A natural alternative to chemical-based fertilizers: Compost tea

Homesteaders know that natural fertilizers are better for both plants and the environment. One such alternative is compost tea, an organic liquid fertilizer that can help enrich the soil in your garden without the use of harmful chemicals. You can make compost tea – which is cheaper alternative to -laden store-bought fertilizers — using this easy guide. (h/t to PreppersWill.com)

What is compost tea?

Some gardeners call compost tea “liquid gold fertilizer” for flowers, houseplants, and vegetables. Compost tea is a “liquid, nutritionally rich, well-balanced, organic supplement made by steeping aged compost in water.” You can add compost tea to your garden at any time of the year because it can also act as a very mild, organic liquid fertilizer.

Soaking or steeping compost in water produces a liquid that you can use as either a foliage application, which is sprayed directly on leaves, or applied to the soil in your garden. Keep in mind that while this liquid is good for your plants, compost “tea” is not safe for human consumption. (Related: 4 Soil problems and how to fix them.)

Use compost tea instead of chemical fertilizers, fungicides, and pesticides that can harm the environment.

Compost tea also offers other advantages such as:

  • Boosting plant growth
  • Enriching plants and soil
  • Improving soil quality
  • Providing beneficial organisms
  • Suppressing diseases, such as those caused by nutrient deficiency

Making compost tea

Follow this guide to make compost tea.


  • 4 gallons of water
  • 1 gallon of mature compost
  • 3 feet of aquarium tubing/hose
  • 2 five-gallon buckets
  • 1 aquarium pump
  • 1 gang valve (this will divide the air supply into several streams)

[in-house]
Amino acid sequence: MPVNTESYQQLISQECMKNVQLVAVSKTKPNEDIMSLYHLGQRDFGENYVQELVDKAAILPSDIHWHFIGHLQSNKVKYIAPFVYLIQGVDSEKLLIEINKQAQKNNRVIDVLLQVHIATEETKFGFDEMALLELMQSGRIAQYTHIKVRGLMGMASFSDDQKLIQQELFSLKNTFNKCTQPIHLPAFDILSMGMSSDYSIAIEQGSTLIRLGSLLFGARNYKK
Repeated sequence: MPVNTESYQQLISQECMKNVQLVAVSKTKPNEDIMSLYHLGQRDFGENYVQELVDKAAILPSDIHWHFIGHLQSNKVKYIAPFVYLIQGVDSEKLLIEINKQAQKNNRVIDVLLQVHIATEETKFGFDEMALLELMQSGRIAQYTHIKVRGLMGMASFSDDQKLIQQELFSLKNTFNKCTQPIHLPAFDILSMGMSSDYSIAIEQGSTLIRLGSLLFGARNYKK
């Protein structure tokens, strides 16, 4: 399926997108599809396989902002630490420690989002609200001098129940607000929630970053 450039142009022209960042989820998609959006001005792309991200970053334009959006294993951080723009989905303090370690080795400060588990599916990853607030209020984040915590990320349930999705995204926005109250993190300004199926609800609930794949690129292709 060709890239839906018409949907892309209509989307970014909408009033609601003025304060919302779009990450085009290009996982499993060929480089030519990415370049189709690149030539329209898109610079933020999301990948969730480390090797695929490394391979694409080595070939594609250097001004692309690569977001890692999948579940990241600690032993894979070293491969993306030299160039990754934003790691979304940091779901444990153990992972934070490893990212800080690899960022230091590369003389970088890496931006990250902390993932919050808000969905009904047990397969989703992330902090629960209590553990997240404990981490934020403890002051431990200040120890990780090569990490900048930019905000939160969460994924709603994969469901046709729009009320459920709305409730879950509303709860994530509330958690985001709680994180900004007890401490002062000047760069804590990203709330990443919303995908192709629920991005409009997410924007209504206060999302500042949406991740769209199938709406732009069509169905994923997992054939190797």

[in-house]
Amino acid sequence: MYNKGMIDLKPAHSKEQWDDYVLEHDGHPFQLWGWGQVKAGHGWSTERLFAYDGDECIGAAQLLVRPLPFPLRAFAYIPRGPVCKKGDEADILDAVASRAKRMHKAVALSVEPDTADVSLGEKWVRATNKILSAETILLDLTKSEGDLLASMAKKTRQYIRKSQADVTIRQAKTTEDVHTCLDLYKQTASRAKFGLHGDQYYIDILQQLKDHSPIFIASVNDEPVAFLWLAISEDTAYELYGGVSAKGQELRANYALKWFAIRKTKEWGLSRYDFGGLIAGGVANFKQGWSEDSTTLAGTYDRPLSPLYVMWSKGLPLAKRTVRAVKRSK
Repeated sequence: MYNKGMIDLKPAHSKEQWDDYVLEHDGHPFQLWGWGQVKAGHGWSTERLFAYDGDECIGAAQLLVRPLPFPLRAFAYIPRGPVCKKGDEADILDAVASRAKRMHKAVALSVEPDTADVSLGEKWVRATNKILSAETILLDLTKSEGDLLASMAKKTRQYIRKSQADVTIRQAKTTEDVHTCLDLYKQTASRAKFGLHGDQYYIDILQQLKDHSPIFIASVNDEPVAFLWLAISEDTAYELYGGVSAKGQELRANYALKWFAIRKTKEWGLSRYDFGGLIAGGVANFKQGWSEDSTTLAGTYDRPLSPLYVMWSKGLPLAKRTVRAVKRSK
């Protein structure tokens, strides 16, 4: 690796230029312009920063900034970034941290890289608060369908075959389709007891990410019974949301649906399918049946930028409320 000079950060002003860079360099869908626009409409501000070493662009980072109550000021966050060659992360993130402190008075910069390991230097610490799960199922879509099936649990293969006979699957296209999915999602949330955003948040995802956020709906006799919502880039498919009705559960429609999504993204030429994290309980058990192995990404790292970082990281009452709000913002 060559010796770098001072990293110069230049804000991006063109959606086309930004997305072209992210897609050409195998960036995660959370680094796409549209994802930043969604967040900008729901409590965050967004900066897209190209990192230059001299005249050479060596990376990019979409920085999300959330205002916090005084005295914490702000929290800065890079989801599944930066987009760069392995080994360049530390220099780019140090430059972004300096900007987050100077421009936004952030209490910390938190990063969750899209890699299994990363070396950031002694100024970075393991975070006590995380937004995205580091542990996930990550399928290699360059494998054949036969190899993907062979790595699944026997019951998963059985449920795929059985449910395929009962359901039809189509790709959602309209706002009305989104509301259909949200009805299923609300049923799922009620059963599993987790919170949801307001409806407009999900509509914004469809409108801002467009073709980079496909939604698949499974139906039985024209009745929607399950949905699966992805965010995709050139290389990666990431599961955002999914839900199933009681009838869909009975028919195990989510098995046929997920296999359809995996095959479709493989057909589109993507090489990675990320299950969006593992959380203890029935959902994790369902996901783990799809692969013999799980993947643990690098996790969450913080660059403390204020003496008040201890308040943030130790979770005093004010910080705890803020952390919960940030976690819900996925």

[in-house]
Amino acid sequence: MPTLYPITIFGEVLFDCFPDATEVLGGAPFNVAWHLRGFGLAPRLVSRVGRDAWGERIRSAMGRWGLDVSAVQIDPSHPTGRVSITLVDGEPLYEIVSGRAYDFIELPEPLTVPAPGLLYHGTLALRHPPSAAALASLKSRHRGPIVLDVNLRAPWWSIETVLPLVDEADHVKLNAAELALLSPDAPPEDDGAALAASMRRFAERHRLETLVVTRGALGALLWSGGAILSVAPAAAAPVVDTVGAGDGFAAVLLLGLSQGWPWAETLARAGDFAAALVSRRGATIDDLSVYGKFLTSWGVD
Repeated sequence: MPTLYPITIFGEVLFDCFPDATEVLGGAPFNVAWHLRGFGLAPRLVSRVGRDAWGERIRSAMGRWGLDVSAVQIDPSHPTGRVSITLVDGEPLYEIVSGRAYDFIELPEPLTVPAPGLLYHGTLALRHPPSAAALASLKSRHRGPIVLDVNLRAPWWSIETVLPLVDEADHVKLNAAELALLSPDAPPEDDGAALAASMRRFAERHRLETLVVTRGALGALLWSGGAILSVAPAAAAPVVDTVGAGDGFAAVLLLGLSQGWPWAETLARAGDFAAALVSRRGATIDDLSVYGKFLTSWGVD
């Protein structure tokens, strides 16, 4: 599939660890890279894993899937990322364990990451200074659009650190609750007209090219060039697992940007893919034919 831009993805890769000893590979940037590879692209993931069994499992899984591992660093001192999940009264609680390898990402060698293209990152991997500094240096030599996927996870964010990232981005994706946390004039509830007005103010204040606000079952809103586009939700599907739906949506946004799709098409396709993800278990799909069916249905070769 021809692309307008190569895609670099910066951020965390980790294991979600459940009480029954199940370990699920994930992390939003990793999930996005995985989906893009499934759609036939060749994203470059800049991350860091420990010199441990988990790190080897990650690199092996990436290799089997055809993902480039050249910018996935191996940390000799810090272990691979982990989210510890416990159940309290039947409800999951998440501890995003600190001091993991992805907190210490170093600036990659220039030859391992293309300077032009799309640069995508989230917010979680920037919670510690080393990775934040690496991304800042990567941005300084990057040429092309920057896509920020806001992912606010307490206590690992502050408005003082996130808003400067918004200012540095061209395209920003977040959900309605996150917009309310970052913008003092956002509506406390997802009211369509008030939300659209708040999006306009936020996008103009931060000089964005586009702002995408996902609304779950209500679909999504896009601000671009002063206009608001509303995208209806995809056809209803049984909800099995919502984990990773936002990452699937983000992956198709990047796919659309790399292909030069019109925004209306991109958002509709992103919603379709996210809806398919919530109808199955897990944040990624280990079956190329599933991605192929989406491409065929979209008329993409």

• Unsulfured molasses
  • Cheesecloth (for straining the brewed compost mixture)


  1. Attach three separate pieces of hose that are about 12 inches long to the gang valve.
  2. Place the gang valve onto the bucket, then check if the hoses reach the bottom of the bucket.
  3. Add the finished/mature compost. Make sure the ends of the hoses are covered in compost.
  4. Add the water and fill the bucket up to about six inches from the top. If the water is from a public source, run the pump and bubble air through the water for about one hour before you add the water to the compost. Doing this lets any chlorine in the water evaporate, which is crucial if you want your compost tea to work. Traces of chlorine in the water may kill beneficial organisms in the tea.
  5. Add an ounce of unsulfured molasses, which will nourish the beneficial microorganisms in the compost tea.
  6. Turn on the aquarium pump. Allow the mixture to brew for around three days. Stir the brew occasionally so the compost is mixed properly. Stirring will also separate the microorganisms from the solid compost particles.
  7.  Once the mixture is brewed, use cheesecloth to strain the tea into another bucket.
  8. When you’re done straining the brewed compost mixture, you can put the compost solids back into the compost pile. Alternatively, you can use them as fertilizer for your garden.

Compost tea smells sweet and earthy. If the liquid smells unpleasant, don’t use it on your plants. Instead, return the mixture back to the compost pile.

The compost tea can immediately be used on flowers and vegetables because the beneficial microbes will start to die off once their air source is removed. Sprinkle the compost tea onto leaves and the soil around each plant. This liquid will provide nutrients and a much-needed energy boost to garden plants.

Apply compost tea every two weeks to your garden plants to keep them strong and healthy. This liquid fertilizer helps return organic matter to the soil in a usable form.

Organic matter in the soil boosts plant growth in three ways:

  1. It helps break breaking up heavy clay soils and improves structure.
  2. It adds water and boosts the nutrient-holding capacity of sandy soils.
  3. It adds essential nutrients to garden soil.

Use natural and effective compost tea to boost soil quality and cultivate healthier plants.

Learn more about natural alternatives to chemical fertilizers at HomeGardeningNews.com.

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